By Madeleine Forbes Ten years ago I said goodbye to my parents at Heathrow Airport. I remember they bought me breakfast, a dry croissant that stuck to the roof of my mouth. Later, I wrote in my diary that I felt “removed, relaxed, a slight sick feeling in my stomach”. I did not cry, I noted proudly, until I was walking through the tunnel from the gate.
I was eighteen years old and it was the first time I had ever been on a plane.
I feel sad when I think about that time. Sad for all the things I thought might happen that never did. The possibilities that once seemed to stretch over the horizon have gradually dissolved. That’s not a complaint, it’s just the way life is. With every year that passes, opportunities pass too. I will not, in all probability, have published my first novel before I’m thirty. I’m too old to be a prodigy, and unlikely to be a millionaire at any point: I’ve made too many choices in other directions. Ten years ago these were still things that had yet to be decided.
I thought I was an adult. I had stayed out all night at grimy raves in East London. I had been assistant director of a play which we took to the Edinburgh Fringe festival, sleeping in bunks in a hostel in the depths of the city. I’d spent three days in Paris with a boy I loved, who had subsequently broken my heart. I thought that one of the things that the trip would achieve would be finally moving on from him.
I had been waitressing and working front of house at a children’s theatre, so I was financially independent. Kind of. I had saved for the trip myself but as I was still living with my parents and paying no rent or bills, I now see this for the delusion it was. I knew how to roll a joint, flirt, write essays, and drive a car. I had secured a place at Oxford University to read English Literature, and now I was off on my requisite gap year travels. I was going to become a Well Rounded Person and Find Myself, and write some kind of Great Work in the process.
So when the volunteer program in Northern India, which I’d written about lovingly on my university applications, fell through, I was unfazed. I’d read a lot of Lonely Planets by then and Southeast Asia sounded easy. A piece of cake. I don’t remember feeling any fear as I found the cheapest flight, which happened to feature a change of planes in Kuwait. In 2003 the second gulf war was just starting and I remember that I was worried a US invasion of Iraq might disrupt my plans. I felt kind of glamorous as I speculated about it, as though I had already gained something of what I wanted from traveling, without actually having gone anywhere.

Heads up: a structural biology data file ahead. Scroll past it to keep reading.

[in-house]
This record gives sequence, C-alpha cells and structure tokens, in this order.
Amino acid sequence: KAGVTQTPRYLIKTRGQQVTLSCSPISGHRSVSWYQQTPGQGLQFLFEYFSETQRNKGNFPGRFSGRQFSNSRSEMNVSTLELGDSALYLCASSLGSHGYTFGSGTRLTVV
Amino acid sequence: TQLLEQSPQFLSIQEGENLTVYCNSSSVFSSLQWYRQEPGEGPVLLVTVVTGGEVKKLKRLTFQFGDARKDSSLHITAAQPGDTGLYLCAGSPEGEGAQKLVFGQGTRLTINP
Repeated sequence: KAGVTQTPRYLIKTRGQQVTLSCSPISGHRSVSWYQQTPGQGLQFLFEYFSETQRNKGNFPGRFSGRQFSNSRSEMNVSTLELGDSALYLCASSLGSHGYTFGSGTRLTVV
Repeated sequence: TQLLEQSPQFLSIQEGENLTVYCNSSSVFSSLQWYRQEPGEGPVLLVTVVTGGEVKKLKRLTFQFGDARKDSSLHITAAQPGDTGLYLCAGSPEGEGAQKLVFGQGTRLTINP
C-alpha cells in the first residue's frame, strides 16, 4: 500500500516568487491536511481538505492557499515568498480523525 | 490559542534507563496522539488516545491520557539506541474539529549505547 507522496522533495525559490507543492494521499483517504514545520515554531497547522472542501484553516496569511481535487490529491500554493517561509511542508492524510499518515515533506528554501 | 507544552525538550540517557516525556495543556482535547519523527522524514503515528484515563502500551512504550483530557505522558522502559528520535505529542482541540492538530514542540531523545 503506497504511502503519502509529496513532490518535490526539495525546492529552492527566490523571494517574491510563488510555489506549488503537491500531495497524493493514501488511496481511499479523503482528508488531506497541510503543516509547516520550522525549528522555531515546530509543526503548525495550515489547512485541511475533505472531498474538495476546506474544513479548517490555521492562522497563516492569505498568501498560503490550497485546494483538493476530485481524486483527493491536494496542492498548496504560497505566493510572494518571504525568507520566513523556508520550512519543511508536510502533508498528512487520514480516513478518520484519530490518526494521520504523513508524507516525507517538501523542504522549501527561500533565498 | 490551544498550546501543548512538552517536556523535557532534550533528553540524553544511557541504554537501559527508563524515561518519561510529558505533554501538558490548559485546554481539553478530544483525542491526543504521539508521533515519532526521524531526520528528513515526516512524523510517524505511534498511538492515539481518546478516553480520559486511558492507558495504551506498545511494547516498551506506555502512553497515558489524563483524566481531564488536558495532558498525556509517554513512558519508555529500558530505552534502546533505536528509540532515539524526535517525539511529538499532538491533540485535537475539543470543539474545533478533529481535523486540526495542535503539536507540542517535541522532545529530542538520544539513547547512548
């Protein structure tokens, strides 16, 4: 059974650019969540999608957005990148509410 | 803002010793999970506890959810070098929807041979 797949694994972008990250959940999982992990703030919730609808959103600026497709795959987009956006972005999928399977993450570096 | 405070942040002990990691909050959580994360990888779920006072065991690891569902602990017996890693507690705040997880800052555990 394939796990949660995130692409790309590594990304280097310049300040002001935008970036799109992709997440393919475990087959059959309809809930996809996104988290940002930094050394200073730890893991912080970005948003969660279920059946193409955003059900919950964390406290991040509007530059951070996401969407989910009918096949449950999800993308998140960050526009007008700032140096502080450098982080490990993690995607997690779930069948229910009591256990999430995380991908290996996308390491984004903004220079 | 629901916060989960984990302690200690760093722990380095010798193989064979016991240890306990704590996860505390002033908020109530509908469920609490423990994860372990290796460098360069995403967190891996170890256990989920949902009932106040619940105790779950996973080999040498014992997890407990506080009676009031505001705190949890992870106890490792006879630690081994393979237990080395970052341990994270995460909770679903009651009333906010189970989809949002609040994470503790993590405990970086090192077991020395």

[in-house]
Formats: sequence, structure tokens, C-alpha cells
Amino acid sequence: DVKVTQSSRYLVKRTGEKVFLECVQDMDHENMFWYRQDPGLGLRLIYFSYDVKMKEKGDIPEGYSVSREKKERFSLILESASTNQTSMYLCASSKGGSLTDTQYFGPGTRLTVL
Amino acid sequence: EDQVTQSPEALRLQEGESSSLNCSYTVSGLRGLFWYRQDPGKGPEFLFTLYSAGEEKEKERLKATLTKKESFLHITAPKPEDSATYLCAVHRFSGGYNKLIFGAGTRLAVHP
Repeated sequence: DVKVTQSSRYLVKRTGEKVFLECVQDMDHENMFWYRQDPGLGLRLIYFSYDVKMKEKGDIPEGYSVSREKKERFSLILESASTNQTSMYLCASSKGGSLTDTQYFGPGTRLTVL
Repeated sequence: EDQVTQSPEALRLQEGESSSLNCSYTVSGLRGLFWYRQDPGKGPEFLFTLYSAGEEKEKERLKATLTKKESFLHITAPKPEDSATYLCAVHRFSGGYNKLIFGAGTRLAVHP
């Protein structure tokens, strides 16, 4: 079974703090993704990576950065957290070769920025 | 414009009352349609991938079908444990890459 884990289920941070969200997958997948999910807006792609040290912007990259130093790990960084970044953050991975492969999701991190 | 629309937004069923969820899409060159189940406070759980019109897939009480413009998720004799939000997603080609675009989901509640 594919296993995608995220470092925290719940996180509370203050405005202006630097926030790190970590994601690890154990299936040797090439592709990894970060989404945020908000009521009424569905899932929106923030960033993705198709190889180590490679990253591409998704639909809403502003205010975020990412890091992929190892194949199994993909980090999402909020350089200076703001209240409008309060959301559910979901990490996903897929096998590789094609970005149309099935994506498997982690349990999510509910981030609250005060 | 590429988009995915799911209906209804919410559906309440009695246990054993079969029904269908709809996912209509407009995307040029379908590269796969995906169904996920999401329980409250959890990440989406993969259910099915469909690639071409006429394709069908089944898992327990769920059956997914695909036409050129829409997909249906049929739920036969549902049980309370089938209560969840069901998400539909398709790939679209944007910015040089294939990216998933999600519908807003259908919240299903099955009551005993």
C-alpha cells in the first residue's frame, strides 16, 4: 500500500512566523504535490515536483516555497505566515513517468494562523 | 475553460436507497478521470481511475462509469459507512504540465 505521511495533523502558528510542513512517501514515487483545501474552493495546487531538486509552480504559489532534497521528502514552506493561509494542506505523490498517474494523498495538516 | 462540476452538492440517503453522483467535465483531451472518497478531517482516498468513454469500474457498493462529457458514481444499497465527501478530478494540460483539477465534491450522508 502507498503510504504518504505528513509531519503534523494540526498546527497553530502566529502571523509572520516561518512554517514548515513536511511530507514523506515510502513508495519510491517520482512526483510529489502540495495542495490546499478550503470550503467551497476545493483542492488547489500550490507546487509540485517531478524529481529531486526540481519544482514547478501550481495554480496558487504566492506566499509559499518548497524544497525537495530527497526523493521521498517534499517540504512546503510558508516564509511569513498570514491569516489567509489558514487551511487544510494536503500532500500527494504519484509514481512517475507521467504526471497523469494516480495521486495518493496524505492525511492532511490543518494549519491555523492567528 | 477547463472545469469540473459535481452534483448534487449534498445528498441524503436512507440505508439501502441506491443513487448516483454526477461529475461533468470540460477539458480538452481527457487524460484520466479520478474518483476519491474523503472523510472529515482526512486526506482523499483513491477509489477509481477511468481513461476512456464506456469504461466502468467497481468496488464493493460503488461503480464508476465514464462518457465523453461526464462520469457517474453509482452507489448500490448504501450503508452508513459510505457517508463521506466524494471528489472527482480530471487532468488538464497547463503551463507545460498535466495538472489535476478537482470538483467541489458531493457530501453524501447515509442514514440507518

I had nothing booked and no contacts. I read and read, my way of making sense of the world back then when I still trusted words above all else. I had memorized almost every aspect of my potential route, train connections and visa requirements and areas to avoid. I had a tiny first aid kit and a travel towel and a money belt and a mosquito net. I had reduced my possessions, as advised by the Lonely Planet, to the bare minimum. I had I think one pair of shorts, one pair of trousers, a couple of t shirts. I planned to be away for at least six months.
As things turned out, the boy I was getting over is the same one I’m planning our wedding with now. I thought I was starting my career as a writer, filling notebook after notebook with smudges and stains from the cheap blotchy biros I bought on the road. This year, finally writing again, I finished the stack of blank books I brought home with me, like little neon tiles, adorned with kitschy asian cartoons. It was like picking up a baton from eighteen year old me.
There was that long patch in between. A decade, in fact. When I tried out wanting other things. I tried so hard I went full circle and had to go away again. That’s another story, involving bicycles, wild boar and a Uruguyan nomad, and that’s how I find myself here.
All those miles later, back where I started. Eighteen and stupid. I didn’t understand anything then, and yet I knew more than I thought I did. In a funny way, I already knew everything.